ASIO · islam · terrorism

How many times must a Muslim apologise, before you can call him a moderate Muslim? -as featured in ABC’s The Drum

My latest piece in ABC’s The Drum on the recent terror raids and the controversy around Senator Jacqui Lambie’s comments. Let me know what you think! If you’re confused by my headline it’s a play on Bob Dylan’s ‘Blowin’ in the wind’ :p

UPDATE: Breaking news- One dead, two stabbed in Endeavour Hills.

How many times must Muslim “moderates” distance themselves from the atrocities of people who call themselves Muslim but who so often demonstrate a feeble understanding of the faith? 

The recent terror raids in which 800 police officers were needed to charge four men was reminiscent of an episode of Homeland, while our political leaders appear to be enthusiastically beating the drums of war with rhetoric that will only inflame community tensions.

And it hasn’t taken Jacqui Lambie long to jump on the hysteria bandwagon.

Senator Lambie’s nonsensical outburst equating sharia law – a set of ever-evolving legal precepts by which Muslims live – with terrorism was staggering in its ignorance, as was her assertion that those who get “mixed up” in it should “pack their bags and get out of the country”.

For most Muslims – especially Muslim migrants in the West who sought to escape the legal dysfunction of their home countries – sharia is about the religious rituals that regulate personal matters like fasting, charity, praying, finance and family life.

This understanding of sharia is a far cry from the gruesome images that have recently dominated headlines.

By equating Muslim practice with terrorism, Lambie casts suspicion on the vast majority of ordinary, law-abiding Muslims. In fact, UK Huffington Post political director Mehdi Hasan cites research suggesting a proper understanding of sharia could actually work to combat radicalism. Hasan notes that wannabe jihadists are rarely motivated by religious fervour, and in fact tend to live unIslamic lifestyles:

Can you guess which books the wannabe jihadists Yusuf Sarwar and Mohammed Ahmed ordered online from Amazon before they set out from Birmingham to fight in Syria last May? Islam for Dummies and The Koran for Dummies.

You could not ask for better evidence to bolster the argument that the 1,400-year-old Islamic faith has little to do with the modern jihadist movement … instead they (experts) point to other drivers of radicalisation: moral outrage, disaffection, peer pressure, the search for a new identity, for a sense of belonging and purpose.

One of the Sydney men in custody, Omarjan Azari, allegedly conspired with Kings Cross nightclub bouncer Mohammad Baryalei (who had appeared as an actor in Underbelly: The Golden Mile) to commit random public beheadings. They are hardly models for Islamic piety.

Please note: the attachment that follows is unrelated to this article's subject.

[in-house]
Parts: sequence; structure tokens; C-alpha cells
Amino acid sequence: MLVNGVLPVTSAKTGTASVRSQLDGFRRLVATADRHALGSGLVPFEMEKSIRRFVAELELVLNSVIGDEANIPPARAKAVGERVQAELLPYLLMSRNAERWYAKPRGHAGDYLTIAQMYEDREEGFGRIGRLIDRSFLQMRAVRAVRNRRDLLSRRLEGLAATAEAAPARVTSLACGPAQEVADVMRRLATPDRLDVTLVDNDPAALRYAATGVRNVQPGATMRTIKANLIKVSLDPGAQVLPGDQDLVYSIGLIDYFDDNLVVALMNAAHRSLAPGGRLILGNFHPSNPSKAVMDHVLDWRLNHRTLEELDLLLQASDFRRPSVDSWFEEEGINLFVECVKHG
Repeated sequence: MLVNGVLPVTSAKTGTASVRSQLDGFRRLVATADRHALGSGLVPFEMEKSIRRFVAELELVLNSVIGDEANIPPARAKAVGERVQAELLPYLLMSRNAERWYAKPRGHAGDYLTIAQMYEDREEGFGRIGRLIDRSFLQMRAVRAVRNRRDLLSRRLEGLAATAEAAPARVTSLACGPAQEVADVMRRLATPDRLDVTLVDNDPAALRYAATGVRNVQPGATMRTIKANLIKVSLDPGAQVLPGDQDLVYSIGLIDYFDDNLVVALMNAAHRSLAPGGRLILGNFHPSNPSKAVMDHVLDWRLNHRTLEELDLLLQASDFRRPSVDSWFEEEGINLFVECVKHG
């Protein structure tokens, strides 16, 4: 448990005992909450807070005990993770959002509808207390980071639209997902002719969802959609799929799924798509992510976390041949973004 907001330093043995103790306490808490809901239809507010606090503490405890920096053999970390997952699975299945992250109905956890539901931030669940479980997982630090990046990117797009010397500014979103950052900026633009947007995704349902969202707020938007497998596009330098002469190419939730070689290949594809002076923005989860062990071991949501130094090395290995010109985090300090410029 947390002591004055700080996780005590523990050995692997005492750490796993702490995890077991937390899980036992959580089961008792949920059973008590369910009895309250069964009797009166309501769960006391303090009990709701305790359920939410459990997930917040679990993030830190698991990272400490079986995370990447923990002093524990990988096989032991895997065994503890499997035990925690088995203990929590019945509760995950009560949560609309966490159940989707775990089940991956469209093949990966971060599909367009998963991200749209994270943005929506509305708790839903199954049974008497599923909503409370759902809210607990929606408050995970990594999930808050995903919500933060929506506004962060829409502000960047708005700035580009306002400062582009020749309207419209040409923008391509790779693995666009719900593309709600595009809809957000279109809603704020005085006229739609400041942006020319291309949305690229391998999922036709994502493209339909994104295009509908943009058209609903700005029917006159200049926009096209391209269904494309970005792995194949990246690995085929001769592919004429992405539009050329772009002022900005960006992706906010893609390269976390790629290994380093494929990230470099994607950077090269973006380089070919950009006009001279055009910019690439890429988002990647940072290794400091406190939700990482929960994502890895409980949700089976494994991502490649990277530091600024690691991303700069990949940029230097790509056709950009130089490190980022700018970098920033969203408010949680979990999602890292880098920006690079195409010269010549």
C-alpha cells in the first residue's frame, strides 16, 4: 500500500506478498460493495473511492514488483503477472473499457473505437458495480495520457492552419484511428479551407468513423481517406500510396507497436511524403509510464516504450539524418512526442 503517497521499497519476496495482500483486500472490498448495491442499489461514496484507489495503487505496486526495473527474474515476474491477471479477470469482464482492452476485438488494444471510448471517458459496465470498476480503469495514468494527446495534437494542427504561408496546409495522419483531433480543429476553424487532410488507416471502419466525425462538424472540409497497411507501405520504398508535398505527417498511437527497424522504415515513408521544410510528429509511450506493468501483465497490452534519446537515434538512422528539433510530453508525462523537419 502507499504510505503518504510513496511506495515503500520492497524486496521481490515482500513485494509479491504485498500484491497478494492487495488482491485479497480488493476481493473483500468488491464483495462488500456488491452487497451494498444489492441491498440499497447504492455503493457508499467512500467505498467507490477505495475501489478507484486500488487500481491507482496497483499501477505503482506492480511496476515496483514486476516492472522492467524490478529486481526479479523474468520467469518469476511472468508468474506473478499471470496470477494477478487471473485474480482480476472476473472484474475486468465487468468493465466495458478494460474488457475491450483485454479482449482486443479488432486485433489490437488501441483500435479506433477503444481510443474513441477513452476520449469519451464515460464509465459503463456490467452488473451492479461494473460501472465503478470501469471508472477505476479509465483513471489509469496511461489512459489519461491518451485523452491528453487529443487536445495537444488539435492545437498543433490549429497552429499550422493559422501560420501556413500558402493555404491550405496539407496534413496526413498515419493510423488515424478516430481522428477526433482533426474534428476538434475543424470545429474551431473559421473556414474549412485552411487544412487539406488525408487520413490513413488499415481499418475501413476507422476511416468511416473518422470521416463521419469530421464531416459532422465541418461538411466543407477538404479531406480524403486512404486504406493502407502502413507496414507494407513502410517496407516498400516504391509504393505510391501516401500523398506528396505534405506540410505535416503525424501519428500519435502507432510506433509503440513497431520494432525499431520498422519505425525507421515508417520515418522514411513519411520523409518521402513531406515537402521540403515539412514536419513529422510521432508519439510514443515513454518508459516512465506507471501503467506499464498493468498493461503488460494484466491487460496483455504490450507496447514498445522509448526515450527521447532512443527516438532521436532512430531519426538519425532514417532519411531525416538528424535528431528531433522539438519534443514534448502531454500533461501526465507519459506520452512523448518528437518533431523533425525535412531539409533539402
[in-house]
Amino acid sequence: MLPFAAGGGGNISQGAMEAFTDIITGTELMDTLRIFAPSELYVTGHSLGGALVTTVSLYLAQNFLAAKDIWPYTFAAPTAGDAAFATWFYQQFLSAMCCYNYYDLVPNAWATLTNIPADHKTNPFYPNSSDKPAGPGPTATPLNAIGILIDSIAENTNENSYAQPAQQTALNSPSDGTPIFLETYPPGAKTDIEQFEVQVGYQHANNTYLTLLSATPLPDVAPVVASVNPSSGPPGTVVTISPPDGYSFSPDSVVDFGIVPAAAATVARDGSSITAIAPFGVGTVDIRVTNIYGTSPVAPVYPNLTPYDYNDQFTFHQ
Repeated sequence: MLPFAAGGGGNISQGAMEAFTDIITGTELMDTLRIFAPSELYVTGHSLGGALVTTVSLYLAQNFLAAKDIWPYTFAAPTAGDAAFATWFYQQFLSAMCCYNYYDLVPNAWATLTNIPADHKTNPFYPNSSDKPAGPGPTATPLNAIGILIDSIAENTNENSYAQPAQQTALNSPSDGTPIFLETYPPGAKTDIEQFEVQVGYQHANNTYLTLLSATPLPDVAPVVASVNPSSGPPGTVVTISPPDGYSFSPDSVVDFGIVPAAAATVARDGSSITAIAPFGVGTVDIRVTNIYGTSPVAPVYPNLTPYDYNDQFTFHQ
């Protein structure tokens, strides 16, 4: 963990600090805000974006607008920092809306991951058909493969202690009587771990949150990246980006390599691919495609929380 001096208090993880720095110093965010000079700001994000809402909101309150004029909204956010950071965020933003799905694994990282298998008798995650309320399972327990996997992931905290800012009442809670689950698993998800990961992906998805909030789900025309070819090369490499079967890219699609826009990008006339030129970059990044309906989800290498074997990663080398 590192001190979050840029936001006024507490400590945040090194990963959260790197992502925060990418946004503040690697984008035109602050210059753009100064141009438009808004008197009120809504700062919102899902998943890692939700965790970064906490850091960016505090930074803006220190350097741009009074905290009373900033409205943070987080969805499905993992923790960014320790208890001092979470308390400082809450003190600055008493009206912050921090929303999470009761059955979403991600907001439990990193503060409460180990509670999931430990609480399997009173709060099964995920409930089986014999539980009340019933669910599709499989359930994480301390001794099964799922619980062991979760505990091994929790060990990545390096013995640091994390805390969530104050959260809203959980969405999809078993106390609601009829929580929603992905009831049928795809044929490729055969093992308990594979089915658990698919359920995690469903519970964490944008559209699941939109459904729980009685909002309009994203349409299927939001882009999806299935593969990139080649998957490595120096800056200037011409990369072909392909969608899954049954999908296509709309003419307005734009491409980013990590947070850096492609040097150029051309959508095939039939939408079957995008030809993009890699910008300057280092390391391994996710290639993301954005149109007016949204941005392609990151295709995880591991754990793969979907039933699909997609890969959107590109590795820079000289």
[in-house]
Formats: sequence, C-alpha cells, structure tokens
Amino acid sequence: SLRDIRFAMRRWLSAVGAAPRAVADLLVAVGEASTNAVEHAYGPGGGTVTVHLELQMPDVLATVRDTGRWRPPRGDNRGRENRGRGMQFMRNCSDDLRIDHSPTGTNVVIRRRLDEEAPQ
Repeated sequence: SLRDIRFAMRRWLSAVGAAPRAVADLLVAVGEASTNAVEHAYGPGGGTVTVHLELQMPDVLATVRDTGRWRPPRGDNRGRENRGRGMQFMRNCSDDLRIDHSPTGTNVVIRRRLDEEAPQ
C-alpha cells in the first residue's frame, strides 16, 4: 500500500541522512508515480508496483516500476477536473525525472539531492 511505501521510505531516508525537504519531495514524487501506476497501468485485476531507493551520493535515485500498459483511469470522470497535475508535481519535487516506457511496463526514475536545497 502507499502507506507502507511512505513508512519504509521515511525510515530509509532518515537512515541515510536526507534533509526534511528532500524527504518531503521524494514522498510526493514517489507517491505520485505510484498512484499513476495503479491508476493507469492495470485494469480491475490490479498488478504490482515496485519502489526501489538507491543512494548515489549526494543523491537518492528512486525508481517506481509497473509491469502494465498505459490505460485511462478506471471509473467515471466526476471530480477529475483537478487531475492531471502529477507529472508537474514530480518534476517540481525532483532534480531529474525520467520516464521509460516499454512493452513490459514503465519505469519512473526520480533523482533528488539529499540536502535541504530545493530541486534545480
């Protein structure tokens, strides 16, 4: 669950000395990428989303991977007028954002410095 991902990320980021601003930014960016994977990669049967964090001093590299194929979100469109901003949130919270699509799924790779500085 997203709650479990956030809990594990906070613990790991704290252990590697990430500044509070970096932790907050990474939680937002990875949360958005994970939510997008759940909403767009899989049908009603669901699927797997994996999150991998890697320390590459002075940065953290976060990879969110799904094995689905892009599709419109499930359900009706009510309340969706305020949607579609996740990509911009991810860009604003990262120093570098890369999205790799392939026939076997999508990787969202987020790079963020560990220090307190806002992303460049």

This doesn’t matter to Lambie. In the world according to Lambie, it’s not enough to reject extremism – the only way for Muslims to show their allegiance is to reject their adherence to sharia practices altogether. It furthers the feeling among Muslims that no condemnation, no disavowal, no distancing will ever be enough.

Muslims are obligated to apologise for every atrocity committed anywhere on Earth by anyone who calls themselves Muslim, in a way that is not expected of any other group. There is that constant refrain, “When will the moderates stand up?”

Every mainstream Islamic organisation in Australia and around the world has sent out press releases condemning the wanton killing of civilians. The efforts of Muslim communities to create bridges are tireless, from Twitter campaigns like #notinmyname, to UK Imams against ISIS, but they rarely make headlines.

This is the moment our leaders need to step up, to use the language of inclusion to get minority communities on board and to reassure them of their place in Australia. But instead we have had gung-ho Captain Tony with his own version of “with us or against us”.

We are told that no dissenters will be tolerated in the creepy cult-sounding ‘Team Australia’, which implies a suspicion of those not perceived to be onboard Team Groupthink. When our political leaders fan the flames of division, vandals and Islamophobes almost get tacit approval – it sends a message that some citizens are worth more than others, and deserve our disapprobation.

Beefed-up terrorism laws, graffitied mosques and cars, threatening letters and angry political rhetoric has made Muslim communities in all their diversity feel increasingly under siege, ironically fuelling the kind of alienation that sees young people fall into the arms of radicals.

The fact that street abuse and harassment has prompted communities to set up self-reporting mechanisms like Facebook’s National Islamophobia Register, rather than go to police, is a testament to the level of distrust between minority communities and the authorities that are meant to protect all citizens.

In this climate, what arguments can Muslim community leaders use to sway young men who could fall victim to the siren call of radicalism, and those who use Muslim victimisation and discrimination as a rallying call to disengage?

I am not saying the risk of terrorism in Australia isn’t real. But the spectacle of the Federal Government’s response to perceived threats – the rhetoric and ballast and heavy performance of power – risks sending people underground while alienating the very communities that could assist.

This performance around security points to a kind of politics of fear that is depressingly familiar in Australian politics, and is reminiscent of the Government’s treatment of asylum seekers.